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chromatic (983)

chromatic
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Saturday May 24, 2008
01:28 PM

What C's Memory Management Gets Rightish

[ #36509 ]

In Double-Speed, I gave numbers for two Parrot optimizations that added up to a big improvement. Several people asked for explanations.

The most dramatic change is a refinement on stack chunk recycling, which I first explained in Refcounting Isn't All Bad. I've been thinking a lot lately about the difference between things which happen often versus things which happen rarely. Even though continuations at the VM level mean that control flow is not always a perfect singly-linked list of call frames, control flow is usually a singly-linked list of call frames. Though your call state can be a tree, in practice taking a continuation is rare.

In Parrot, taking a continuation is the only thing that will increase the reference count of a stack chunk. (I assume by now that you either understand continuations enough to know what I mean, or you can look it up for yourself. The important point is that a continuation captures a point in the call graph and keeps it alive as long as the continuation is alive. This allows the continuation to return to that point in the call graph whenever you invoke it.)

When I realized this, I removed all of the other refcount manipulations from the system. The only remaining refcount manipulation is for creating and destroying continuations. That's why Parrot revision 27567 gave a 30% improvement in the Rakudo-building benchmark.

Parrot revision 27568 is more interesting. The final diff chunks, for the isa vtable entry, tell the story. Given a PMC and the name of a class, is the PMC an instance of the class or one of its ancestors?

To answer this question, the function must get the name of the PMC's current class. That's the call to the get_string vtable entry.

The second chunk of the diff shows this function. It performs some calculations and caches the name, so there's a lazy-evaluation semantic here. Then it returns a copy of the name. (Don't worry -- it's a copy-on-write copy. I disabled COW once in Parrot for fun and, well, if there's one optimization we're keeping, it's that one. Yikes.)

Why?

Strings are mutable in Parrot. If you wanted to subclass a class at runtime, you might grab the name of the parent class, append a counter or other mangling to its name, and use the result as the name of the subclass. If you modified the same string that the parent class used in its name cache, you'd effectively change the class's name in place. (I should mention that strings are in two pieces. There's a string header and a string body. Headers are all of uniform size. Bodies are appropriate to the length of the string. This makes GC much easier in many ways and also makes COW possible.)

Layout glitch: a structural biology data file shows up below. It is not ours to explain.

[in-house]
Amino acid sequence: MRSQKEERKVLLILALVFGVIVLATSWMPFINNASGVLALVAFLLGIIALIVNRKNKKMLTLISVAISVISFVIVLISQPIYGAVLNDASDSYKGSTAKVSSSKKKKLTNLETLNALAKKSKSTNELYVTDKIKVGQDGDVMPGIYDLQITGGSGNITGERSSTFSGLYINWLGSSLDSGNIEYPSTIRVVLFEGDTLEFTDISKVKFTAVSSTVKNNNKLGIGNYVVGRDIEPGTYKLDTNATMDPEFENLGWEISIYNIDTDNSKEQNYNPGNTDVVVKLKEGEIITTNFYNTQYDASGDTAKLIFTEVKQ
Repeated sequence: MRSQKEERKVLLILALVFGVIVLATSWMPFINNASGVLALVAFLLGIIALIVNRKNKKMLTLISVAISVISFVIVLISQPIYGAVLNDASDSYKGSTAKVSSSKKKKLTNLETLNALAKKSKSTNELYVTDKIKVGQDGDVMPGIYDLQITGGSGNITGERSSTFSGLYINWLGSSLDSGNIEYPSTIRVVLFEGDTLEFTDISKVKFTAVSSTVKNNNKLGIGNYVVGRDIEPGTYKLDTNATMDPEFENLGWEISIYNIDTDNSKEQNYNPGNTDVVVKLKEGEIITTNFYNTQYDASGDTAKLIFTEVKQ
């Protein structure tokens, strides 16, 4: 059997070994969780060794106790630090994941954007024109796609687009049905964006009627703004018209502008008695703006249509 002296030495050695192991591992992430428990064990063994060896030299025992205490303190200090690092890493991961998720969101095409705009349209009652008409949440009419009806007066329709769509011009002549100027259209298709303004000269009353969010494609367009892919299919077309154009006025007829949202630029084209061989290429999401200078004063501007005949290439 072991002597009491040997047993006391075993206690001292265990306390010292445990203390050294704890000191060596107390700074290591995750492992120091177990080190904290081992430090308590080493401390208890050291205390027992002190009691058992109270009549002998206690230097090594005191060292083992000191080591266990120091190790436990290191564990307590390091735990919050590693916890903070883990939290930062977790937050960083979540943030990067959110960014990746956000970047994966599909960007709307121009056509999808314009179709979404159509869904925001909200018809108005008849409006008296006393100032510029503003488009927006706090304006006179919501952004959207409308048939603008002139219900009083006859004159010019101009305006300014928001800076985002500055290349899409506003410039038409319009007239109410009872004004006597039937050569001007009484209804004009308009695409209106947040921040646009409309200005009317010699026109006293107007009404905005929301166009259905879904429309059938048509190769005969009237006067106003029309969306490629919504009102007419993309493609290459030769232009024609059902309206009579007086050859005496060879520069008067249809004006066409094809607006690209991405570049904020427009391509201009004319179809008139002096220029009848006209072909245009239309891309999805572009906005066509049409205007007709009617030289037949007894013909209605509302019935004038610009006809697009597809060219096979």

However, if you don't actually modify the contents of the string, you've just used up a free string header that you can't reclaim until the next GC run.

isa doesn't modify the contents of the string. It uses it only in a string comparison. There are no problems there. (Okay, that's a fib; the string comparison might change the encoding of the class name in place, but that's a safe operation, and actually a benefit -- lazy evaluation, again.)

By extracting the name-calculation operation out of get_string into make_class_name, that vtable entry became a call to the extracted function and then a copy on its results. The semantics stayed the same.

The isa vtable entry now calls make_class_name directly, avoiding the copy. Because isa is a hotspot, this reduces the amount of immediately recyclable garbage dramatically.

There is one twist, however. The PMCProxy PMC inherits its isa vtable entry from the Class PMC, but stores its name in a different manner. Thus the code needs to fall back on the get_string call if the SELF PMC is a PMCProxy. This is slightly ugly, and a better solution is to give PMCProxy its own isa entry (or fill it out more, as it exists in part).

Though I'm no big fan of C's memory model, it does have one useful semantic in the distinction between stack memory and heap memory. The implementation of that semantic leads to plenty of bugs, but it is useful to be able to mark the expected lifetime of a piece of memory. If we could do this more reliably in Parrot, we could ease even more GC pressure. There are correctness, conciseness, and ease-of-use penalties in that idea however.

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  • You say that upgrading the encoding of the string in place is a safe operation. I'm just wondering how well that works with multi-threading. After all one of the big problems that Perl 5 has with multi-threading is that if you're accessing a data structure while another thread is modifying it, you're hosed. And it proved impossible to find all of the places where this might happen in Perl 5. Hence our migration to a very heavy threading model.

    I'm just checking that Parrot is not repeating this mistake.